There lives in us a fear we will do anything to avoid. We are open to many experiences, but a hush falls across the psyche whenever the tragic rears its head. Perhaps our resistance to the tragic derives from the fear that it will reveal things about ourselves that we don’t want to know, and then refuse to release us from the duties that knowledge imposes. Not facing something is the very act that gives it the power to work behind our back. From within this shadow springs forth the reality that makes it impossible to avoid what we hoped we’d never have to confront. The specificity of what event will prove traumatic is, however, one of life’s great ironies.
What is the most appalling thing that assaults consciousness when the traumatic event surfaces? What is it – that thing you most fear? In the destructive element we must immerse – to recognize that accident and fate are desperate lies. If there is a tragic structure to our lives, we are its author. And because the event is our own doing, it contains the possibility of a self-knowledge we could not have gained otherwise. Everything about the event is uncanny, but uncanny here is revelatory of something utterly human.
Here is the appalling paradox: The thing about ourselves that we most strive to escape and deny is also that which we most need to bring about. That paradox announces the untold depths one senses in the event, through the unique form of suffering that defines it. The underlying structure of our life has brought us to this very moment. What beckons is the chance to know one’s life from the inside by accepting one’s most intimate creation.
Will we cheapen the event? Would we regard it as inflicted by external causes? Or something to be endured passively until things are “restored” to the way they should be? No. Proceed – ever… so… carefully. Like a blind man crossing a bridge. For the traumatic event offers the possibility of gaining a tragic knowledge of the ways we’ve been the author of our own undoing.
The clash and turmoil of emotions signal an assault by something that has broken loose within the psyche, and resists all efforts to contain the demands that emotion places upon the subject. And then… ego identity collapses. There is no longer any “I” separate from what one feels. To feel here is to be totally at risk in an anguish that eradicates every previous identity. We are that anguish.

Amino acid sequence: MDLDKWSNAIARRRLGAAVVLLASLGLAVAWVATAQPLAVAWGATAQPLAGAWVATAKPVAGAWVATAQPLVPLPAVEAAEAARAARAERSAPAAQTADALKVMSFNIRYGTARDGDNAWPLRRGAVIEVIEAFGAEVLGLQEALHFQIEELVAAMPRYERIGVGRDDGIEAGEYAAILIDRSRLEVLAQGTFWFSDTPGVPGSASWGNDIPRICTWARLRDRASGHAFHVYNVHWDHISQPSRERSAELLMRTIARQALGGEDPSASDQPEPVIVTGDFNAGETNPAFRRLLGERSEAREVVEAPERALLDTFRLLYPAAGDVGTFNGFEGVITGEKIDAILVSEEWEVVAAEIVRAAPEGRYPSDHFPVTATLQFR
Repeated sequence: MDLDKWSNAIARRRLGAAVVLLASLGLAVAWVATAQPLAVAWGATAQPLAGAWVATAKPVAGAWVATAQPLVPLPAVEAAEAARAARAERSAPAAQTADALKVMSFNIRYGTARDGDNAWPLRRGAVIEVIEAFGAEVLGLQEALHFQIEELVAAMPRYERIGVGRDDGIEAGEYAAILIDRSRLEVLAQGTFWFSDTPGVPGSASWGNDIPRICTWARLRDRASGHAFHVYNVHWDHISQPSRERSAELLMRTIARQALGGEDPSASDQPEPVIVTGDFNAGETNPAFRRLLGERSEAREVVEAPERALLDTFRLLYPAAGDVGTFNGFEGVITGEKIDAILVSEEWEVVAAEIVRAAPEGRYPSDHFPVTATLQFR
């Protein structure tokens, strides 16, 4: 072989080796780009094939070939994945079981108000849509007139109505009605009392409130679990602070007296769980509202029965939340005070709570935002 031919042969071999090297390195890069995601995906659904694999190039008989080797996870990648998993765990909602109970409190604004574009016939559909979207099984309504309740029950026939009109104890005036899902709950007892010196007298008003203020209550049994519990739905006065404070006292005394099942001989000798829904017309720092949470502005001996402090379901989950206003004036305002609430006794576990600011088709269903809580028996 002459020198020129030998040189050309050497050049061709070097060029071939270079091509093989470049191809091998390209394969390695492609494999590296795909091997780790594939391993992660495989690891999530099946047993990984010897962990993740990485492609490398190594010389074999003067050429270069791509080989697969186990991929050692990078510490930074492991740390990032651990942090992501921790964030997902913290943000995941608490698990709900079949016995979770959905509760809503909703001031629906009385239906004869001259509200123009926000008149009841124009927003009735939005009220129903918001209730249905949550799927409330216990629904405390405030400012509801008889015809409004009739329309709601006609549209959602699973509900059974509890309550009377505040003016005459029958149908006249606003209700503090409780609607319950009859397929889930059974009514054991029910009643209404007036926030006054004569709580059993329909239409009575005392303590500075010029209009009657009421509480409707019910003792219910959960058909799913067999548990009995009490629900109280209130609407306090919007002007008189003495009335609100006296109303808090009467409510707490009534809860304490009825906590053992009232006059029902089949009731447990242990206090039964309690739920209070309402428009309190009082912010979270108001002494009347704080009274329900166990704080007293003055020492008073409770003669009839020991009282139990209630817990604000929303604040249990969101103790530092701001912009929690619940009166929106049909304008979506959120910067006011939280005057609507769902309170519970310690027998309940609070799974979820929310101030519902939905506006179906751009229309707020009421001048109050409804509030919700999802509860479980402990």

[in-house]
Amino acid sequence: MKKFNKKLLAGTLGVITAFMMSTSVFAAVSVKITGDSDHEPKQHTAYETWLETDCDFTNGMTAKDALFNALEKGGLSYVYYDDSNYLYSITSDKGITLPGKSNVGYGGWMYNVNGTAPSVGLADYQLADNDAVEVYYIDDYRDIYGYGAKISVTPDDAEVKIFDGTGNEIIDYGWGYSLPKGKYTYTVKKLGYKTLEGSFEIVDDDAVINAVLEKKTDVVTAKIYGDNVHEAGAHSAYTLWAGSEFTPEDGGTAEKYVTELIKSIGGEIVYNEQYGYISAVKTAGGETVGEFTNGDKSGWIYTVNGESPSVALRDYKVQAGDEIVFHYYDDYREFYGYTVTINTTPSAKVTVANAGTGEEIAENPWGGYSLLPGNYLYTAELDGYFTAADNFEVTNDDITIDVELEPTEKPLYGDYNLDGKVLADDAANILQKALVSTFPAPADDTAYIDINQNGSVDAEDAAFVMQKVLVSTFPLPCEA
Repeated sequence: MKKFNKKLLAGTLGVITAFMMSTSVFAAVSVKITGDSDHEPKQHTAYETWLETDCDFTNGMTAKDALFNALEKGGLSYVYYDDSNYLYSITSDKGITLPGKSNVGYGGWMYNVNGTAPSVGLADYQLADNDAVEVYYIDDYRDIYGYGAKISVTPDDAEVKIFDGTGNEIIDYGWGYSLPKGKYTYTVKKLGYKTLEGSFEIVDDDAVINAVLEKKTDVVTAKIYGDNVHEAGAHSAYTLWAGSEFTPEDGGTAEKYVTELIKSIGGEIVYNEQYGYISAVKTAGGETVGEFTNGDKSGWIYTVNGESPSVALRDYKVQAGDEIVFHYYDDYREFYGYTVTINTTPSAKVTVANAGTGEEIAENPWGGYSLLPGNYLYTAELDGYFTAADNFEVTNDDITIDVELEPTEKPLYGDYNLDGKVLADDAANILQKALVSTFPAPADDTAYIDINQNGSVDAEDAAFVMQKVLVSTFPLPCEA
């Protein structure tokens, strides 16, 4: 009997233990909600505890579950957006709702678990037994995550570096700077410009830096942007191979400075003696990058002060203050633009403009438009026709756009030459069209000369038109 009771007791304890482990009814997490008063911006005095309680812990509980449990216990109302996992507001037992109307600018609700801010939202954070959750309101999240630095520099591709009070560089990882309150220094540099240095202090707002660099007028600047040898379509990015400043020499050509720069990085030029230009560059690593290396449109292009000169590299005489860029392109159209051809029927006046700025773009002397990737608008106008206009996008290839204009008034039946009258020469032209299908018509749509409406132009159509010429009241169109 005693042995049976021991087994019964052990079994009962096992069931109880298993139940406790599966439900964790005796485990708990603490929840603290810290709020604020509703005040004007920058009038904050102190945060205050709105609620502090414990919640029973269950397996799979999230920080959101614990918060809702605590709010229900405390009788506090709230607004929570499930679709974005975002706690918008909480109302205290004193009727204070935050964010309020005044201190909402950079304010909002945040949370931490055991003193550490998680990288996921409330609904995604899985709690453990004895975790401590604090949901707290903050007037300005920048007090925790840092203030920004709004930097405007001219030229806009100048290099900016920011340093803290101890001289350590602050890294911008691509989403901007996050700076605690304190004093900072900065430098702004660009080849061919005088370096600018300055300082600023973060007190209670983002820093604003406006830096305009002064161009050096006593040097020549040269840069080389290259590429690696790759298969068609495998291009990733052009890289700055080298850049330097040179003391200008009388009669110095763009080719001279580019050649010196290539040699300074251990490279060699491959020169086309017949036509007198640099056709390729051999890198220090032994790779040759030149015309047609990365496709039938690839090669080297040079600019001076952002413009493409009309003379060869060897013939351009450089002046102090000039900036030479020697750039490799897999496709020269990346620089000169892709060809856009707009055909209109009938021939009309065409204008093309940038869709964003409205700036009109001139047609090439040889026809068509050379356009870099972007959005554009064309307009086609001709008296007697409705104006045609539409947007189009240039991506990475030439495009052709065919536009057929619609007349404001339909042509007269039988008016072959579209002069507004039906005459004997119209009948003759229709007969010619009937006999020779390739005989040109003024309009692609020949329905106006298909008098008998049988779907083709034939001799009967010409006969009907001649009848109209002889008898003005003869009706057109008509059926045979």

There are times in life when the possibility of the deepest awareness is available, yet it is firmly grounded in the most intense inner suffering. Gabe appeared to have internalized this recognition, and had attained something deeper – A knowledge that his situation was irreversible, and that what he believed was the end of the line was actually the turning point.
Gabe’s wood sculptures and furniture became highly prized by corrections staff who purchased them at the inmate craft shop. Some two or so years after I sat with Gabe in his darkest hour, his therapist stopped by the inpatient unit. The therapist came bearing a gift from Gabe to the unit. Gabe had crafted a wooden plaque, nicely lacquered and artistically engraved, with the following inscription:
“For here there is no place that does not see you. You must change your life.” 
Gabe might be considered fortunate by some. He had found the route that had taken him where others couldn’t. Following this path led him to his deepest insights, and then towards what gave his life meaning and joy. There are some limitations that can only be overcome internally.
“I saw then that the only thing for me was to accept everything. Since then—curious as it will no doubt sound—I have been happier. It was of course my soul in its ultimate essence that I had reached. In many ways I had been its enemy, but I found it waiting for me as a friend.”1
would like to thank Walter A. Davis, Professor Emeritus,
 Dreiser T: W.L.S. In: Twelve Men. 1919. At: http://www.gutenberg.org/files/14717/14717-h/14717-h.htm#WLS
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 Fazel S, Lichtenstein P, Grann M, Goodwin G, Langstrom N: Bipolar disorder and violent crime: new evidence from population-based longitudinal studies and systematic review. Arch Gen Psychiatry, 2010;67(9):931-8.
 Sokya M, Zingg C: Association for methodology and documentation in psychiatry profiles predict later risk for criminal behavior and violent crimes in former inpatients with affective disorder. J Forensic Sci, 2010;55(3):655-9.
 Elbogen E, Johnson S: The intricate link between violence and mental disorder: results from the National Epidemiologic Survey on Alcohol and Related Conditions. Arch Gen Psychiatry, 2009;66(2):152-61.